Interested in starting your own entrepreneurial journey in personal development but unsure what to expect? Then read up on our interview with Dr. Lois Frankel, President of Corporate Coaching International, located in Pasadena, CA, USA.

What's your business, and who are your customers?

I am a New York Times and Wall Street Journal bestselling author, currently providing keynote addresses and webinars related to women in business. My clients are typically women's groups from Fortune 500 companies.

Tell us about yourself

As an executive coach, I worked one-on-one with corporate leaders to help them develop the skills needed to create high-performing teams that added to the bottom line. When I realized that women, in particular, may never have the opportunity to work with a coach, I decided to write books that would enable them to receive the same advice and "coaching tips" that I provided to my individual clients. The feedback I've gotten is that these books provide women with critical insights and the motivation to overcome self-defeating behaviors so that they can attain the things they most want in life. I am motivated by knowing that my books and speaking engagements help women to create significant and enduring change in the way they interact with others at work, at home, and everywhere in between.

What's your biggest accomplishment as a business owner?

My biggest accomplishment as a business owner was being a pioneer in the field of executive coaching. I started my consulting firm at a time when business coaching was largely unheard of. There were no models for coaching, so I created my own, and many of these practices have become industry standards. Taking a cue from IBM founder Tom Watson, who called his company International Business Machine when he had no international business but knew that he wanted it, I called my firm Corporate Coaching International. That vision helped to take me to places I never dreamed possible, from conducting team-building programs in castles in Scotland to coaching Indonesian nationals in Jakarta and Bali. Subsequently, my speaking engagements have been in places such as Hong Kong, Australia, Belgium, and Mexico. It's true that "if you can see it, you can be it."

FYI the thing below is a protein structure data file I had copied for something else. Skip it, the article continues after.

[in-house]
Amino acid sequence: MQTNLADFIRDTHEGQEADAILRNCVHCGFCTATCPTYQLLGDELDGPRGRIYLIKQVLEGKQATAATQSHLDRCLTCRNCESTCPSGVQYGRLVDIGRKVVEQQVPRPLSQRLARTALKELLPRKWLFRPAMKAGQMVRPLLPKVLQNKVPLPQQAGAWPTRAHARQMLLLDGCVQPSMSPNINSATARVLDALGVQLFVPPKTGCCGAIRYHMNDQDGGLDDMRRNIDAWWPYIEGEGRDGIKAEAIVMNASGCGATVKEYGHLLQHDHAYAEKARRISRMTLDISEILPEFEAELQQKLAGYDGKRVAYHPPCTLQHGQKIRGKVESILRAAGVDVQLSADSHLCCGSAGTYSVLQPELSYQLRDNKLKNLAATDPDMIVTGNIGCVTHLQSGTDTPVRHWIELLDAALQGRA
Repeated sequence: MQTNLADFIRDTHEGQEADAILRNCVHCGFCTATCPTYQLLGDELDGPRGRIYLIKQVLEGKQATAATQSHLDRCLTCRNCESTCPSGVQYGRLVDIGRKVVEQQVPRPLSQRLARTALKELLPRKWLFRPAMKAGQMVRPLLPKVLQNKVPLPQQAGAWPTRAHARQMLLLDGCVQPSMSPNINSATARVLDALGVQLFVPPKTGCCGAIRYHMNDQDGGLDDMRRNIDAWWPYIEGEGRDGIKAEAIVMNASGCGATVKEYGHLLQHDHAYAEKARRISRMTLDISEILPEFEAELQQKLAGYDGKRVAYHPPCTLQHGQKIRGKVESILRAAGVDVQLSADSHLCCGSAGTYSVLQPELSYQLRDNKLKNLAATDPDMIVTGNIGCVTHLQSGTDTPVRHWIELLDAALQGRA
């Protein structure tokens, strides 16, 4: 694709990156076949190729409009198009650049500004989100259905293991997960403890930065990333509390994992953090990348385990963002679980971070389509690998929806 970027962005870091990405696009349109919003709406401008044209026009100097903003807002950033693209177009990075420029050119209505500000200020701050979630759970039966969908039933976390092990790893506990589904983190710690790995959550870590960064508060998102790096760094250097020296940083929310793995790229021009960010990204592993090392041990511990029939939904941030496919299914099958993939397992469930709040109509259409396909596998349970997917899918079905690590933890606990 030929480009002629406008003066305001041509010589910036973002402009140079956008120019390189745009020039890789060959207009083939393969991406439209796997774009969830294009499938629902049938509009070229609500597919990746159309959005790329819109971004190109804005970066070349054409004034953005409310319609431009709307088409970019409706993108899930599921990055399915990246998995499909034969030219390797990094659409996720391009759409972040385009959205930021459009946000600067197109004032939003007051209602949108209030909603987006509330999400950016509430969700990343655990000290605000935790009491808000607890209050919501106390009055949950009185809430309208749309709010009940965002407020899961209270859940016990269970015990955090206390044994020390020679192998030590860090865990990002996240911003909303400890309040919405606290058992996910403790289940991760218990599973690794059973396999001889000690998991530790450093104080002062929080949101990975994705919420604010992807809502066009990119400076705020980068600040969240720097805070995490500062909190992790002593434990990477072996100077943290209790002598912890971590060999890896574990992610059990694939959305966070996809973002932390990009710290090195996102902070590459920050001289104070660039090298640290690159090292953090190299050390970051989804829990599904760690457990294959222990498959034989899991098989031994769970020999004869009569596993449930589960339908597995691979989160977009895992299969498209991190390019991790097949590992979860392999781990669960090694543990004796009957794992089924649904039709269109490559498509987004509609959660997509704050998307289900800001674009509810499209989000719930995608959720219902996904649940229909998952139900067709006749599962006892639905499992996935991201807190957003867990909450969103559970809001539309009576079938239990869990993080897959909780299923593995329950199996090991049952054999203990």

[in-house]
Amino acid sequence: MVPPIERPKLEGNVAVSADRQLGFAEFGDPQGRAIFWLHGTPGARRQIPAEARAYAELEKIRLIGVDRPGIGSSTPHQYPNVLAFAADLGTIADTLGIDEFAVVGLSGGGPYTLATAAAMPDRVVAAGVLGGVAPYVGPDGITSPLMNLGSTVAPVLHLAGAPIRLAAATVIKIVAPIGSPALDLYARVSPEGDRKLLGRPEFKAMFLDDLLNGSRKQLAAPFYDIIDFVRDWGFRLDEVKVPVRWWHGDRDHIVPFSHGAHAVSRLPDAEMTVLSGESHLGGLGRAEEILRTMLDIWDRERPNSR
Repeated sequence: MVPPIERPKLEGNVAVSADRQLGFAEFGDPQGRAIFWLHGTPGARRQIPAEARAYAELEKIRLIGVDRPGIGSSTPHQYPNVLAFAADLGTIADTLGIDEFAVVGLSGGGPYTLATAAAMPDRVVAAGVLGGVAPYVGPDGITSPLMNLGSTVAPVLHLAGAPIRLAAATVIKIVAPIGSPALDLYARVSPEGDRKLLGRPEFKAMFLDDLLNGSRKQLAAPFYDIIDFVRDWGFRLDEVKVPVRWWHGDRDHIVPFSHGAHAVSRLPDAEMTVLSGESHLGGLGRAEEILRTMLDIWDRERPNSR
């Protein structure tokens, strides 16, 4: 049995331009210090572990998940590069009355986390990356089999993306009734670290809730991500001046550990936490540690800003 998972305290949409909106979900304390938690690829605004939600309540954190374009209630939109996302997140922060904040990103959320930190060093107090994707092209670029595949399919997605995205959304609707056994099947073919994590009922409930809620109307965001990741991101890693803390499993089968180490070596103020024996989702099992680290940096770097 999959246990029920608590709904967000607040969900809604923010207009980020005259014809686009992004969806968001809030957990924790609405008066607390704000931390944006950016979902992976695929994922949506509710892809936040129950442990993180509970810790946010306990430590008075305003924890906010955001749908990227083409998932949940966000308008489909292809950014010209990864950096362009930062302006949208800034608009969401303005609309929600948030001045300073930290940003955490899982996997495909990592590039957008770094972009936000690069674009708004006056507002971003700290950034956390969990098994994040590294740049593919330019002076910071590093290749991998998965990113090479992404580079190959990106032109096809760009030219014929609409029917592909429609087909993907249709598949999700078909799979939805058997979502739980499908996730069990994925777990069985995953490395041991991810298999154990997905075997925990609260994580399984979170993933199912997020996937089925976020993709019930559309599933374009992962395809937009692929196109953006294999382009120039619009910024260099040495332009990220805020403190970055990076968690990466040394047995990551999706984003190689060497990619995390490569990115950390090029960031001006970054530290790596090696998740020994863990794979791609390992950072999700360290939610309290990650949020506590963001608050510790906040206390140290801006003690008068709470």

What's one of the hardest things that come with being a business owner?

In the beginning, long hours and little sleep were the biggest challenges. Fortunately, that was at a time when I was young and could manage it! You don't create a successful business by doing the least amount of work possible. Then, as the business grows, your challenge becomes one of scaling and overcoming the fear of taking risks that might leverage you too much financially. The best piece of advice I ever got was that you "pay in advance for capacity." That is, if you want to grow, you have to spend money at a time when you may not have it. I took that leap when I started hiring administrative staff, and it was the best decision I ever made. The ROI for what I paid staff was tremendous. I was then free to do more business development and hire coaches to work for me. I learned that as a sole practitioner, my income was limited by the number of hours I could actually provide services, so scaling up to having more people providing services under my banner would be more lucrative -- for everyone.